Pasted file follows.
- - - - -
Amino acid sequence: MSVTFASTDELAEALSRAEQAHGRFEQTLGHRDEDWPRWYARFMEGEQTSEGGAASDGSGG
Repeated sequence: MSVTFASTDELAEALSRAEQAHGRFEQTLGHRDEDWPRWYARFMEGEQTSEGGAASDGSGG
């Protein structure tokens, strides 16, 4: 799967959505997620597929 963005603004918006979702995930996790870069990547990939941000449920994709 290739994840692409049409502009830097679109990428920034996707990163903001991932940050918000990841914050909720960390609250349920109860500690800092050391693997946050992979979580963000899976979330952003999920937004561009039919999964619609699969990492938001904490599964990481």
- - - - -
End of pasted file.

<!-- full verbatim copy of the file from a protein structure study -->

Amino acid sequence: MSVTFASTDELAEALSRAEQAHGRFEQTLGHRDEDWPRWYARFMEGEQTSEGGAASDGSGG
Repeated sequence: MSVTFASTDELAEALSRAEQAHGRFEQTLGHRDEDWPRWYARFMEGEQTSEGGAASDGSGG
């Protein structure tokens, strides 16, 4: 799967959505997620597929 963005603004918006979702995930996790870069990547990939941000449920994709 290739994840692409049409502009830097679109990428920034996707990163903001991932940050918000990841914050909720960390609250349920109860500690800092050391693997946050992979979580963000899976979330952003999920937004561009039919999964619609699969990492938001904490599964990481």